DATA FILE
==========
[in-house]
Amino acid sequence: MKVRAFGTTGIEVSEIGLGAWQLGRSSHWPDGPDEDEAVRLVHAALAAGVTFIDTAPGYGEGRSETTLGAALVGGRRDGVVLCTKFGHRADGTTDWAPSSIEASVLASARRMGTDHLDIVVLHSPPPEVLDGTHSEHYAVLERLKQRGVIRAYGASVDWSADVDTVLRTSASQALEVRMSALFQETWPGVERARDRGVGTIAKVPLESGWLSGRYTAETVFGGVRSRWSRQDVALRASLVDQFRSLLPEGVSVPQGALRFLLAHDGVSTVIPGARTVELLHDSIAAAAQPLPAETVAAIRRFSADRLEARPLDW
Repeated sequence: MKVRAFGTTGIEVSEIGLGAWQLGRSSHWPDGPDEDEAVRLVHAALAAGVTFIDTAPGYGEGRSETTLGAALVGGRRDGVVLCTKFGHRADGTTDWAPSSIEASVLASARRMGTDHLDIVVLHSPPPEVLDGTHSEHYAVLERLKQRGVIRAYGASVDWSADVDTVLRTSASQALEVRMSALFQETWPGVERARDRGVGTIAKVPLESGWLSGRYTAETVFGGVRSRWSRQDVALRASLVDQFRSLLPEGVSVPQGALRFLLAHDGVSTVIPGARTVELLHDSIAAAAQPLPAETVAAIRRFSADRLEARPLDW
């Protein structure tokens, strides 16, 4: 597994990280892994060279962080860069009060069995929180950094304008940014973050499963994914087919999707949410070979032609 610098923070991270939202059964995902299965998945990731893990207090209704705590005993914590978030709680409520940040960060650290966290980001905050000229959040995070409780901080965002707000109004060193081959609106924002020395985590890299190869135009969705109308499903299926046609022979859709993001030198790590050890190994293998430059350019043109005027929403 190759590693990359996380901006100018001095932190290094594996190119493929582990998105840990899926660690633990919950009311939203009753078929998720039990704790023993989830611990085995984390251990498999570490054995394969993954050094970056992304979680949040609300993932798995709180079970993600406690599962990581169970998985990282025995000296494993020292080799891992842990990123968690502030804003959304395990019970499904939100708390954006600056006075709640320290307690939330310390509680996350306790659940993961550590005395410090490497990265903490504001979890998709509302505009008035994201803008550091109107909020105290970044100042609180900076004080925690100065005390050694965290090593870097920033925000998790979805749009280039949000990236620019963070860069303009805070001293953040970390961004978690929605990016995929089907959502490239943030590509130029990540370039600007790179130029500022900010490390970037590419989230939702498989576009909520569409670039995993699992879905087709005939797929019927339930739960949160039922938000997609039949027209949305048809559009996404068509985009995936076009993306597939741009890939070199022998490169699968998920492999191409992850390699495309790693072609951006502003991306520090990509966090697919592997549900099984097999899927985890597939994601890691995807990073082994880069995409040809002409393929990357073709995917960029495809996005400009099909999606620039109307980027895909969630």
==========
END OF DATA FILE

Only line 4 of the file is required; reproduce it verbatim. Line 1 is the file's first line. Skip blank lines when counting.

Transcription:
């Protein structure tokens, strides 16, 4: 597994990280892994060279962080860069009060069995929180950094304008940014973050499963994914087919999707949410070979032609 610098923070991270939202059964995902299965998945990731893990207090209704705590005993914590978030709680409520940040960060650290966290980001905050000229959040995070409780901080965002707000109004060193081959609106924002020395985590890299190869135009969705109308499903299926046609022979859709993001030198790590050890190994293998430059350019043109005027929403 190759590693990359996380901006100018001095932190290094594996190119493929582990998105840990899926660690633990919950009311939203009753078929998720039990704790023993989830611990085995984390251990498999570490054995394969993954050094970056992304979680949040609300993932798995709180079970993600406690599962990581169970998985990282025995000296494993020292080799891992842990990123968690502030804003959304395990019970499904939100708390954006600056006075709640320290307690939330310390509680996350306790659940993961550590005395410090490497990265903490504001979890998709509302505009008035994201803008550091109107909020105290970044100042609180900076004080925690100065005390050694965290090593870097920033925000998790979805749009280039949000990236620019963070860069303009805070001293953040970390961004978690929605990016995929089907959502490239943030590509130029990540370039600007790179130029500022900010490390970037590419989230939702498989576009909520569409670039995993699992879905087709005939797929019927339930739960949160039922938000997609039949027209949305048809559009996404068509985009995936076009993306597939741009890939070199022998490169699968998920492999191409992850390699495309790693072609951006502003991306520090990509966090697919592997549900099984097999899927985890597939994601890691995807990073082994880069995409040809002409393929990357073709995917960029495809996005400009099909999606620039109307980027895909969630």